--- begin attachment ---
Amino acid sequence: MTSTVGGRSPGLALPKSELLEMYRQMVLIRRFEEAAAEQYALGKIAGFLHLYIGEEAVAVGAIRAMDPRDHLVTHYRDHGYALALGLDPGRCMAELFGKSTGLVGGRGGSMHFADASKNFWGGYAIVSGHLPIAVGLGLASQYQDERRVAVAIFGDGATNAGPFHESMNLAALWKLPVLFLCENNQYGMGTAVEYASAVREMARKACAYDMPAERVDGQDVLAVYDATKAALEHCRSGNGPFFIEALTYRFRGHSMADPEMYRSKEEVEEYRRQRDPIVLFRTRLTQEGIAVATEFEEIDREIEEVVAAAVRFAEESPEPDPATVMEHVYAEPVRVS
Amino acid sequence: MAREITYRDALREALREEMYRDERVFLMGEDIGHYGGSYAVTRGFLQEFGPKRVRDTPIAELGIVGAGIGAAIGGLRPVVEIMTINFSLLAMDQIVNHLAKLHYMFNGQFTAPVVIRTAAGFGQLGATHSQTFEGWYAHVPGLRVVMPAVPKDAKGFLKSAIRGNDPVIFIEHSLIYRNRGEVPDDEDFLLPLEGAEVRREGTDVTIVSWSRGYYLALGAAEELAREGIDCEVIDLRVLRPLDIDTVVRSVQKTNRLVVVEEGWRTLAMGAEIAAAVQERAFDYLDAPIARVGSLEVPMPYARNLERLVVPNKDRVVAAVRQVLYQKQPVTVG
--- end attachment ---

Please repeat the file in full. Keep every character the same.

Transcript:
Amino acid sequence: MTSTVGGRSPGLALPKSELLEMYRQMVLIRRFEEAAAEQYALGKIAGFLHLYIGEEAVAVGAIRAMDPRDHLVTHYRDHGYALALGLDPGRCMAELFGKSTGLVGGRGGSMHFADASKNFWGGYAIVSGHLPIAVGLGLASQYQDERRVAVAIFGDGATNAGPFHESMNLAALWKLPVLFLCENNQYGMGTAVEYASAVREMARKACAYDMPAERVDGQDVLAVYDATKAALEHCRSGNGPFFIEALTYRFRGHSMADPEMYRSKEEVEEYRRQRDPIVLFRTRLTQEGIAVATEFEEIDREIEEVVAAAVRFAEESPEPDPATVMEHVYAEPVRVS
Amino acid sequence: MAREITYRDALREALREEMYRDERVFLMGEDIGHYGGSYAVTRGFLQEFGPKRVRDTPIAELGIVGAGIGAAIGGLRPVVEIMTINFSLLAMDQIVNHLAKLHYMFNGQFTAPVVIRTAAGFGQLGATHSQTFEGWYAHVPGLRVVMPAVPKDAKGFLKSAIRGNDPVIFIEHSLIYRNRGEVPDDEDFLLPLEGAEVRREGTDVTIVSWSRGYYLALGAAEELAREGIDCEVIDLRVLRPLDIDTVVRSVQKTNRLVVVEEGWRTLAMGAEIAAAVQERAFDYLDAPIARVGSLEVPMPYARNLERLVVPNKDRVVAAVRQVLYQKQPVTVG